|Home||>||Empowering Clinical Social Work Practice in a Time of Global Economic Distress|
ISBN: 978-0-87101-546-4. 2019. Item #5464. 236 pages.
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Poverty and financial insecurity can have devastating consequences to one’s physical and mental health, even threatening basic survival. During these challenging economic times, social workers have an opportunity to empower those at risk.
Starting with a discussion of poverty and relevant global social policies, the book explores how economic distress exacerbates already stressful situations, and how those challenges surface in clinical practice. The ensuing chapters examine poverty and its impact on children and adolescents, older adults, adults with disabilities, veterans, immigrants, and other vulnerable groups. Financial insecurity is viewed through the lens of everyday clinical practice and how it interacts with trauma, attachment theory, psychopathology, and psychopharmacology.
Rather than emphasizing deficits, chapter authors advocate for a strengths-based perspective, focusing on the positive aspects of the client’s life, such as their values, skills, talents, hopes, resiliencies, and community. By focusing on the client’s strengths, the practitioner can gain a better understanding of the client; identify the approaches to care that will be most successful; and inspire hope, enthusiasm, and growth.
This book demonstrates that strengths-based interventions can be a powerful antidote to the destructive forces of poverty and adversity, and ultimately lead to resource mobilization and empowerment. Through case studies and active learning exercises, students can practice applying the skills they have learned in each chapter.
Chapter 1: Poverty
Linda Openshaw and Andrew McLane
Chapter 2: The Effect of Economic Distress on Trauma-Informed Social Work Practice and Attachment
Janice Berry Edwards and Stephenie Howard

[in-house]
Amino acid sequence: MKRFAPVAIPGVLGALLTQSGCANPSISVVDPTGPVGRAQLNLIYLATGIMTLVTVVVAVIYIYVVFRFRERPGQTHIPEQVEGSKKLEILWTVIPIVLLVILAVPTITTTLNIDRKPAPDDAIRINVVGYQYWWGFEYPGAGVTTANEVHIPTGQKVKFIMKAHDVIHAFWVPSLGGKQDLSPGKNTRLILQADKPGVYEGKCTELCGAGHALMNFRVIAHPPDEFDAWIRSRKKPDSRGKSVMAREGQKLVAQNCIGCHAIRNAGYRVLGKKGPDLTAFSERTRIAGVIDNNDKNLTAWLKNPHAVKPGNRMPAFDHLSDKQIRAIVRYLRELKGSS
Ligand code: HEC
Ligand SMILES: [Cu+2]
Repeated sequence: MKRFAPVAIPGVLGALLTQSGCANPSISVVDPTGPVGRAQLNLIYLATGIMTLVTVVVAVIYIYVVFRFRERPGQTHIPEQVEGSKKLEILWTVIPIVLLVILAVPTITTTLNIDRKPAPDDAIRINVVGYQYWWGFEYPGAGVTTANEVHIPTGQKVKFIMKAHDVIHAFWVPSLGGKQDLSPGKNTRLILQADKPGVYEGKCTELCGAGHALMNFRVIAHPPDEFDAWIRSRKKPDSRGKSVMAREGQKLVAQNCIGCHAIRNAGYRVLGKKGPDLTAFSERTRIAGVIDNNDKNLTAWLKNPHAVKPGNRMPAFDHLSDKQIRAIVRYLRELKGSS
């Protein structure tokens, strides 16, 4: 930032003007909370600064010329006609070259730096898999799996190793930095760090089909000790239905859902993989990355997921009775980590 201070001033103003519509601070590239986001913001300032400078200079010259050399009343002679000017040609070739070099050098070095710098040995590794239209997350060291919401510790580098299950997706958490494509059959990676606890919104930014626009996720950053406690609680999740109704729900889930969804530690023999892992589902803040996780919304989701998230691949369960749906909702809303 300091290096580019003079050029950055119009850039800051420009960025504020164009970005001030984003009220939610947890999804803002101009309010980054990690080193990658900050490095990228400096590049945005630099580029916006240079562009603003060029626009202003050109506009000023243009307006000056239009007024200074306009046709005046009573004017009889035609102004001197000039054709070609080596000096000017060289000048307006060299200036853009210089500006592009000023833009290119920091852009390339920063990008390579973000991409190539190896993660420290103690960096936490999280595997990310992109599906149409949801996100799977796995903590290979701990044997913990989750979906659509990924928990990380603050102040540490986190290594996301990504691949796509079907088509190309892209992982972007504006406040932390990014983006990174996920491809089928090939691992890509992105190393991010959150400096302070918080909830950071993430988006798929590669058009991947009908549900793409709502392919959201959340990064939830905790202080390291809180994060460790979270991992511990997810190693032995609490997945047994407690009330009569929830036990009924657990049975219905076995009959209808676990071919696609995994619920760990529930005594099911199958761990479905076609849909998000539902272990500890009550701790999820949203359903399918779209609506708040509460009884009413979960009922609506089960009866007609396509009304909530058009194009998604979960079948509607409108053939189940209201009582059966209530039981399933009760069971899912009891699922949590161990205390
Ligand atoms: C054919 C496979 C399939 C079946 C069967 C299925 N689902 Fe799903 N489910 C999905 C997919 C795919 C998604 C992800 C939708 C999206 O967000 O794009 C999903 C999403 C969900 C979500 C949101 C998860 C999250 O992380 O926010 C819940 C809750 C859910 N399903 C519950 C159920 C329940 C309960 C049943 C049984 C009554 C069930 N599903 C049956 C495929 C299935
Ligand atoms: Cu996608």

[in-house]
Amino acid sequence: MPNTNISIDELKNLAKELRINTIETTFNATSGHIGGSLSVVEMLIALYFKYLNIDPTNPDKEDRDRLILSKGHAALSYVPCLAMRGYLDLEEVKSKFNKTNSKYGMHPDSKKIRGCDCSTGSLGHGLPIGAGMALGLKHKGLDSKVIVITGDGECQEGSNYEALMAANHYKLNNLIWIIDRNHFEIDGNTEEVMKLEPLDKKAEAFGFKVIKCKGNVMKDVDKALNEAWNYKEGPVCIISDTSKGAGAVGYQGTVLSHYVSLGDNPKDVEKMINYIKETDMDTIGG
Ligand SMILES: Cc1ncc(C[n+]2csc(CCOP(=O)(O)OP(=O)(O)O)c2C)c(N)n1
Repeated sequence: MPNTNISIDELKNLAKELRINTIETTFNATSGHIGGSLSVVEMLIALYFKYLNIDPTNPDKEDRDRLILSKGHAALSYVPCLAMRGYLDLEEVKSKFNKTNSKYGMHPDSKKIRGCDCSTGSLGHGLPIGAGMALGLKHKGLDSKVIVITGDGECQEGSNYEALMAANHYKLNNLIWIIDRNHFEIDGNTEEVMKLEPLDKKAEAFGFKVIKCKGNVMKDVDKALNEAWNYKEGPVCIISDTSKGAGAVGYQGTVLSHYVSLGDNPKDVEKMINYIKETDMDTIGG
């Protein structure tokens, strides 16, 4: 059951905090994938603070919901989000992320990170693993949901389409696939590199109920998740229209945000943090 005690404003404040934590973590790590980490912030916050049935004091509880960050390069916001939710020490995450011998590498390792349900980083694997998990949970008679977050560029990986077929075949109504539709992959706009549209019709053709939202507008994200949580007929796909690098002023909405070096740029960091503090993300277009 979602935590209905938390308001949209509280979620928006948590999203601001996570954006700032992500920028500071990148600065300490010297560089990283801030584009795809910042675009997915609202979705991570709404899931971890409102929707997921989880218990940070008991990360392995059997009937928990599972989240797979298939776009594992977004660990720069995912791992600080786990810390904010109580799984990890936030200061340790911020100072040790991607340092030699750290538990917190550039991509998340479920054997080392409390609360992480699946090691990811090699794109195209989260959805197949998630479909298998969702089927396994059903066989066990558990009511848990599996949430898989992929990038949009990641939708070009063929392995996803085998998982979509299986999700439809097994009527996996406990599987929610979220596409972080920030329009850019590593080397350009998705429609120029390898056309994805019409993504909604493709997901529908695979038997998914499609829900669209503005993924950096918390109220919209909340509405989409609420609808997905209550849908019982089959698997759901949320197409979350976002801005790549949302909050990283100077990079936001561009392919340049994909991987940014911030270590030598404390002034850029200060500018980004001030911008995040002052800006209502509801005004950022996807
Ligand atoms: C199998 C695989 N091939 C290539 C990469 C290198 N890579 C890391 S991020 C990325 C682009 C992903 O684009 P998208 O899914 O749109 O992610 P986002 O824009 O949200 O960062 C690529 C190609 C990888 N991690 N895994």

Chapter 3: The Impact of Economic Distress and Despair on Adults with Disabilities
Ruby M. Gourdine and Kadee D. Atkinson
Chapter 4: Struggling to Make Ends Meet: The Impact of Economic Distress on Older Adults
Claudia Thorne, Sandra Edmonds Crewe, and Gladys Mendez
Chapter 5: Clinical Social Work Practice with Immigrant Populations during a Time of Global Economic Distress
Cudore L. Snell and Barbara Evans-Kwamla
Chapter 6: The Impact of Economic Distress on Veterans
Linda Openshaw and Andrew McLane
Chapter 7: The Impact of Economic Distress and Despair on Psychopathology and Psychopharmacology
Cynthia E. Harris and Shirley Newton-Guest
Chapter 8: The Effects of Ultra-Poverty and Economic Distress on Clinical Social Work with Refugee Women
Julie Orme and Fariyal Ross-Sheriff
Chapter 9: The Impact of Economic Distress on Clinical Practice with Muslims
Stephenie Howard and Altaf Husain
About the Editors
About the Contributors
Sandra Edmonds Crewe, PhD, MSW, is dean of the Howard University School of Social Work and is a National Association of Social Work (NASW) Pioneer. She is also a professor and former director of the Multidisciplinary Gerontology Center and former chair of the NASW Aging Specialty Practice Section. Crewe is a board member of the NASW Deans and Directors (NADD), Maryland Affordable Housing Trust, American Association of Service Coordinators, and Home Care Partners. She holds a PhD in social work from Howard University and an MSW and BSW from National Catholic School of Social Service. Crewe is a co-lead of the Social Isolation Grand Challenge for Social Work and member of the Council on Social Work Education’s Futures Task Force.
Barbara Evans-Kwamla, LCSW, is originally from Ghana, currently residing in Washington, DC. Evans-Kwamla is a licensed clinical social worker with a vested interest in immigrants, refugees, and other displaced people and their mental health needs. She has practiced as a social worker in various capacities and has developed a great appreciation and desire for helping marginalized and underserved populations. Both her personal and professional aspirations have been grounded and molded by her own experiences as an immigrant and through work with members of this population. Evans-Kwamla’s desire to improve mental health outcomes and engage in research with people displaced and transitioning both locally and internationally is highlighted in her current work, research interests, and studies as a doctoral student at the Howard University’s School of Social Work.
Ruby M. Gourdine, DSW, LICSW, LCSW, is a professor at the Howard University School of Social Work and has scholarship in the area of disabilities, most notably issues of autism. She practiced as a social work administrator in the District of Columbia Public Schools under the Division of Special Education. In addition, she has both research and practice in the areas of child welfare, teen pregnancy, females, and violence. She is a champion for social justice and has recently edited a special edition journal on race and social policy.